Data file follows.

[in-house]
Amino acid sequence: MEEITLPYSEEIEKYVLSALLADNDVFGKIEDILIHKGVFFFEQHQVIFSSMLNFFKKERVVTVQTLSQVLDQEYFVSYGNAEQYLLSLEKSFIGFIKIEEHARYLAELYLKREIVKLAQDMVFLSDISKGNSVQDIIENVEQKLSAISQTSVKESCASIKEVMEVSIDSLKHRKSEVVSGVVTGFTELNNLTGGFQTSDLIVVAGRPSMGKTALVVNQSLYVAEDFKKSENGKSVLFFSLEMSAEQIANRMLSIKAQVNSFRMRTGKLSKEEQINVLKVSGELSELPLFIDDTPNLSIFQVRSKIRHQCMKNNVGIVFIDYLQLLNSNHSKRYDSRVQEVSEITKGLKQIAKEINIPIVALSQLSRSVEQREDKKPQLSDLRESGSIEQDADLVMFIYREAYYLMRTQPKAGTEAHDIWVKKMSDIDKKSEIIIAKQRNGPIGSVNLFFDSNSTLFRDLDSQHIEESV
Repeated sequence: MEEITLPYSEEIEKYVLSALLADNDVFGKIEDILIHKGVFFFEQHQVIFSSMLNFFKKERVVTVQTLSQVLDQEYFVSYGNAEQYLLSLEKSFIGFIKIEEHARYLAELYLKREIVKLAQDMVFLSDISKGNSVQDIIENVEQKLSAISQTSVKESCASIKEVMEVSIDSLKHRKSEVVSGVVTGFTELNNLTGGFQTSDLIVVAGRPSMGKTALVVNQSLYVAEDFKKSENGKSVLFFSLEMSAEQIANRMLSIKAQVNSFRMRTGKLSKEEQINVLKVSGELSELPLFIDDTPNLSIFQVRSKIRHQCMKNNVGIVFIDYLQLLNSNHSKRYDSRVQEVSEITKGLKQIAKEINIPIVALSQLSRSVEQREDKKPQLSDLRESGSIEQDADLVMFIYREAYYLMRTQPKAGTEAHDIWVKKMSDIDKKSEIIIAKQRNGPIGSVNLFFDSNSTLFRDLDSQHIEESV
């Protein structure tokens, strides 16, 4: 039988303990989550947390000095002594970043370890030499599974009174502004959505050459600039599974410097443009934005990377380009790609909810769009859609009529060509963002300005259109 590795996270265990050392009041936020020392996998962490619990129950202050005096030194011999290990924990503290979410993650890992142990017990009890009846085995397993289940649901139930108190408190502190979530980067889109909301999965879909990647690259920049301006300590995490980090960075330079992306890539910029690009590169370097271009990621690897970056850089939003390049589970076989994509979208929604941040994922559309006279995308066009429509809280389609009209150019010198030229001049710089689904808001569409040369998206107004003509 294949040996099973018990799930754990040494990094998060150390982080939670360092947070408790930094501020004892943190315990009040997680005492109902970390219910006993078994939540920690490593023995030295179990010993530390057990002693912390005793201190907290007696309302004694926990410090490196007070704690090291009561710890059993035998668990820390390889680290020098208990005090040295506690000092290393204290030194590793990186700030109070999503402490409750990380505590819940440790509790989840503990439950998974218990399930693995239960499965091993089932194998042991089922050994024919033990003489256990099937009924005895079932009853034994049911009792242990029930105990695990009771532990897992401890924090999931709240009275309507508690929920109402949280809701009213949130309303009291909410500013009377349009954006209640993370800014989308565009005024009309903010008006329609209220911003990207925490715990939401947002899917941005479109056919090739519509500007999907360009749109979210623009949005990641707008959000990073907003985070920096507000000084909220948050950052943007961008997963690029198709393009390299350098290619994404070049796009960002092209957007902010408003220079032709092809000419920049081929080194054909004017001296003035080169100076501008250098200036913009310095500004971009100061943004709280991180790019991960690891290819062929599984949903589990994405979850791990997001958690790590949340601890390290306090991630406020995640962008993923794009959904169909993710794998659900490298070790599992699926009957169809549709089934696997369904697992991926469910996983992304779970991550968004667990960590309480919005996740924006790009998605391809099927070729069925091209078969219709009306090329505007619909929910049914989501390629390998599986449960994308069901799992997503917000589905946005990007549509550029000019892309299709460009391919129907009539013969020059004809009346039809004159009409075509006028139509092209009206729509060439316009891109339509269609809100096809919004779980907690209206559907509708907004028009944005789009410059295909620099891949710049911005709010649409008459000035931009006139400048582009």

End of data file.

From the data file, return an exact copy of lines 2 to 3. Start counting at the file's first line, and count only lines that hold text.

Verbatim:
Amino acid sequence: MEEITLPYSEEIEKYVLSALLADNDVFGKIEDILIHKGVFFFEQHQVIFSSMLNFFKKERVVTVQTLSQVLDQEYFVSYGNAEQYLLSLEKSFIGFIKIEEHARYLAELYLKREIVKLAQDMVFLSDISKGNSVQDIIENVEQKLSAISQTSVKESCASIKEVMEVSIDSLKHRKSEVVSGVVTGFTELNNLTGGFQTSDLIVVAGRPSMGKTALVVNQSLYVAEDFKKSENGKSVLFFSLEMSAEQIANRMLSIKAQVNSFRMRTGKLSKEEQINVLKVSGELSELPLFIDDTPNLSIFQVRSKIRHQCMKNNVGIVFIDYLQLLNSNHSKRYDSRVQEVSEITKGLKQIAKEINIPIVALSQLSRSVEQREDKKPQLSDLRESGSIEQDADLVMFIYREAYYLMRTQPKAGTEAHDIWVKKMSDIDKKSEIIIAKQRNGPIGSVNLFFDSNSTLFRDLDSQHIEESV
Repeated sequence: MEEITLPYSEEIEKYVLSALLADNDVFGKIEDILIHKGVFFFEQHQVIFSSMLNFFKKERVVTVQTLSQVLDQEYFVSYGNAEQYLLSLEKSFIGFIKIEEHARYLAELYLKREIVKLAQDMVFLSDISKGNSVQDIIENVEQKLSAISQTSVKESCASIKEVMEVSIDSLKHRKSEVVSGVVTGFTELNNLTGGFQTSDLIVVAGRPSMGKTALVVNQSLYVAEDFKKSENGKSVLFFSLEMSAEQIANRMLSIKAQVNSFRMRTGKLSKEEQINVLKVSGELSELPLFIDDTPNLSIFQVRSKIRHQCMKNNVGIVFIDYLQLLNSNHSKRYDSRVQEVSEITKGLKQIAKEINIPIVALSQLSRSVEQREDKKPQLSDLRESGSIEQDADLVMFIYREAYYLMRTQPKAGTEAHDIWVKKMSDIDKKSEIIIAKQRNGPIGSVNLFFDSNSTLFRDLDSQHIEESV